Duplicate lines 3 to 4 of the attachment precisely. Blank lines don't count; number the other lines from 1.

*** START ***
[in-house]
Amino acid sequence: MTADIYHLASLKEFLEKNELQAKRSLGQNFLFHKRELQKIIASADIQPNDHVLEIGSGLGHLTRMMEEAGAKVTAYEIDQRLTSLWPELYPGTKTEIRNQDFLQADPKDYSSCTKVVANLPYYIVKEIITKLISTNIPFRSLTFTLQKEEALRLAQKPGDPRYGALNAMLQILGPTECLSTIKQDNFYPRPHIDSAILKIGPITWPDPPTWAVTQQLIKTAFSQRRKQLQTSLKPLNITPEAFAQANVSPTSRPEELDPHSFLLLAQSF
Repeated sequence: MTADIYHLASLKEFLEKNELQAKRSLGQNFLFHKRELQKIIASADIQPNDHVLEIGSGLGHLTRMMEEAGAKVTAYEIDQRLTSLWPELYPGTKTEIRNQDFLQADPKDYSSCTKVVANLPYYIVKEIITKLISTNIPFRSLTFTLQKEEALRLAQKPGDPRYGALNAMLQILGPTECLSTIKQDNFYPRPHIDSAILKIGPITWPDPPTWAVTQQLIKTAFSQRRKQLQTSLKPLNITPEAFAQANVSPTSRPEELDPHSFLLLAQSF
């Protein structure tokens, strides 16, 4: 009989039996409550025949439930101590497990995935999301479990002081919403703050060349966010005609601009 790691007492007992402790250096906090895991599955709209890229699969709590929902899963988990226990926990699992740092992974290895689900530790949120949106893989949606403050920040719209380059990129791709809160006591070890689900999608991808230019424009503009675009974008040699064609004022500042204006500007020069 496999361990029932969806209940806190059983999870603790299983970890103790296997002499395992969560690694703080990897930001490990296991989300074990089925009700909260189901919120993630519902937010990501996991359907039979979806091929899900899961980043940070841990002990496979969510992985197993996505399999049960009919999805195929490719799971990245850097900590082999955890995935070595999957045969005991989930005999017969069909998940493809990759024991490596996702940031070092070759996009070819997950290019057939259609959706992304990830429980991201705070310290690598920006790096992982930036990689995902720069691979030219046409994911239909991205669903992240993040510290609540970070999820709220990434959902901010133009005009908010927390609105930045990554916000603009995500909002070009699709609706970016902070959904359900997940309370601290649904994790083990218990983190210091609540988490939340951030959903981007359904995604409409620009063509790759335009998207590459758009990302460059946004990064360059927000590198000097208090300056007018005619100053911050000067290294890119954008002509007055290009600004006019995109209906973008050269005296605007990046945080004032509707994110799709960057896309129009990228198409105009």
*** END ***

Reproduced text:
Repeated sequence: MTADIYHLASLKEFLEKNELQAKRSLGQNFLFHKRELQKIIASADIQPNDHVLEIGSGLGHLTRMMEEAGAKVTAYEIDQRLTSLWPELYPGTKTEIRNQDFLQADPKDYSSCTKVVANLPYYIVKEIITKLISTNIPFRSLTFTLQKEEALRLAQKPGDPRYGALNAMLQILGPTECLSTIKQDNFYPRPHIDSAILKIGPITWPDPPTWAVTQQLIKTAFSQRRKQLQTSLKPLNITPEAFAQANVSPTSRPEELDPHSFLLLAQSF
């Protein structure tokens, strides 16, 4: 009989039996409550025949439930101590497990995935999301479990002081919403703050060349966010005609601009 790691007492007992402790250096906090895991599955709209890229699969709590929902899963988990226990926990699992740092992974290895689900530790949120949106893989949606403050920040719209380059990129791709809160006591070890689900999608991808230019424009503009675009974008040699064609004022500042204006500007020069 496999361990029932969806209940806190059983999870603790299983970890103790296997002499395992969560690694703080990897930001490990296991989300074990089925009700909260189901919120993630519902937010990501996991359907039979979806091929899900899961980043940070841990002990496979969510992985197993996505399999049960009919999805195929490719799971990245850097900590082999955890995935070595999957045969005991989930005999017969069909998940493809990759024991490596996702940031070092070759996009070819997950290019057939259609959706992304990830429980991201705070310290690598920006790096992982930036990689995902720069691979030219046409994911239909991205669903992240993040510290609540970070999820709220990434959902901010133009005009908010927390609105930045990554916000603009995500909002070009699709609706970016902070959904359900997940309370601290649904994790083990218990983190210091609540988490939340951030959903981007359904995604409409620009063509790759335009998207590459758009990302460059946004990064360059927000590198000097208090300056007018005619100053911050000067290294890119954008002509007055290009600004006019995109209906973008050269005296605007990046945080004032509707994110799709960057896309129009990228198409105009």